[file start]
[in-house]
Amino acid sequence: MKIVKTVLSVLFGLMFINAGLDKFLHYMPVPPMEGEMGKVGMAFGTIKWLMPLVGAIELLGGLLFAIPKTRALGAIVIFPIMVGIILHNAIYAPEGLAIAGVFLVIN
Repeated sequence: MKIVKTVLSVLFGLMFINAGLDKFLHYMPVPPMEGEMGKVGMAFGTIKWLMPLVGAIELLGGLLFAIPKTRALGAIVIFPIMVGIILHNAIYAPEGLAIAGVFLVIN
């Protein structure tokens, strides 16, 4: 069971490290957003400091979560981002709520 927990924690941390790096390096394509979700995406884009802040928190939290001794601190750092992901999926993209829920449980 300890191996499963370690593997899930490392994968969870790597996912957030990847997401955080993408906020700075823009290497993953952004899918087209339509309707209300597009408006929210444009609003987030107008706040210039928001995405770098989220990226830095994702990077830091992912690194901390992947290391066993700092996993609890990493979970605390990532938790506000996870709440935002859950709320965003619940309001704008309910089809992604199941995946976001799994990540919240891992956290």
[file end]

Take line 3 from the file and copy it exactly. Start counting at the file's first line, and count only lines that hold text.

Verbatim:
Repeated sequence: MKIVKTVLSVLFGLMFINAGLDKFLHYMPVPPMEGEMGKVGMAFGTIKWLMPLVGAIELLGGLLFAIPKTRALGAIVIFPIMVGIILHNAIYAPEGLAIAGVFLVIN